The Bible also expected Israelites to allow for “inclusive” language in the realm of civil law. The book of Jeremiah recounts how the king and Jerusalem’s elite covenanted to free their male and female slaves (Jer. 34:8–16). Yet when the narrator quotes God’s restatement of the relevant directive to Jeremiah, it reads: “each of you shall let his brother Hebrew go free who has been sold to you and has served you for six years—you must set him free” (Jer. 34:14, my translation; cf. Deut. 15:12). Grammatically speaking, the divine language is again decidedly masculine (even more so than my rendering reflects). But obviously Jeremiah is supposed to construe that language as gender-inclusive, as is the reader.
In the ancient Near East, much of the course of a person’s life was determined by facts of birth. One of those salient facts was biological sex characteristics, which prompted an assignment of gender. Gender distinctions helped to keep society running efficiently—predetermining who did what, and who answered to whom. Thus women possessed vital expertise that men seldom (if ever) grasped, while men held vital skills and knowledge that women seldom (if ever) learned. (In frontier rural areas where mere subsistence was the goal, such gender arrangements were probably seen as necessary for survival; in relatively more affluent areas, gender roles may have been more flexible.) Gender mattered in another way as well: as a factor in the definition of personal integrity and reputation. Prestige and influence—the regard of others—depended on social norms that differed by gender. So women and men each learned how to show themselves to be exemplars of their respective genders in somewhat distinct ways. Little wonder that when a baby was born, the first detail disclosed (as is the norm in America today) was whether it was a boy or a girl.17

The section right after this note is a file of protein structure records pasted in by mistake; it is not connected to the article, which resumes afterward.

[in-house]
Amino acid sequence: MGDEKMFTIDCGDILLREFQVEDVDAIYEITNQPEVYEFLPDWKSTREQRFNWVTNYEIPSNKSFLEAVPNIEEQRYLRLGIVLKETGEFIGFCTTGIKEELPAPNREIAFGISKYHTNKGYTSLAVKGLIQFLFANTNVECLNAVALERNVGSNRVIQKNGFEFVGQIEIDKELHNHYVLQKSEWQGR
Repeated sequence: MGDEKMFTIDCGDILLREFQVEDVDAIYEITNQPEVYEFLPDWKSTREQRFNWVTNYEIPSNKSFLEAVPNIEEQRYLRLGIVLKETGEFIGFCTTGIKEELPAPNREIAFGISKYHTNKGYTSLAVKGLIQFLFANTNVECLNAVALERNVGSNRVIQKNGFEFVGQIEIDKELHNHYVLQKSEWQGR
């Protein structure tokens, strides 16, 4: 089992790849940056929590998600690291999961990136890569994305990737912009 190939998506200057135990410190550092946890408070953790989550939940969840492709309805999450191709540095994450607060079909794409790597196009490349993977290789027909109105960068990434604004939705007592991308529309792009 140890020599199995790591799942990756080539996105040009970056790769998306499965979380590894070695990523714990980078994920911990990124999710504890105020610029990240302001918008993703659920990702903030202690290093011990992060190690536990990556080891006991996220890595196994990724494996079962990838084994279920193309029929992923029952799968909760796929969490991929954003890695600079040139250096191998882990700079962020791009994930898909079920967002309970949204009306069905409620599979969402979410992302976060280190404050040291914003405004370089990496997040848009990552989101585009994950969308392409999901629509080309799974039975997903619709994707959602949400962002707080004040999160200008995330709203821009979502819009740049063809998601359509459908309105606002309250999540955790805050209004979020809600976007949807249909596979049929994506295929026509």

The composer(s) of the Torah could rely upon the fact that as part of the act of reading—of making sense of the text—the original audience would apply their society’s familiar gender categories to textual interpretation. That audience was practiced (already from childhood) in sorting out the social-gender sense of language as a matter of course, putting together various clues to the intended gender of a referent. Consider the tale in which a “messenger of יהוה” takes a position in the way of the seer Balaam as he traveled on his she-ass (Num. 22:22b). If the original audience read only that far and took the text on its own terms, then given certain conventions—of syntax, grammar, messenger protocol, and the nature of a divine being—they would have to say that this was not yet a definitively established character with a clear social gender. But by the next verse, when that messenger is further described as standing planted with a “drawn sword” in hand, the audience would reliably perceive the character as definitely male: a sword was an artifact that clearly signaled maleness, as a matter of social and literary convention.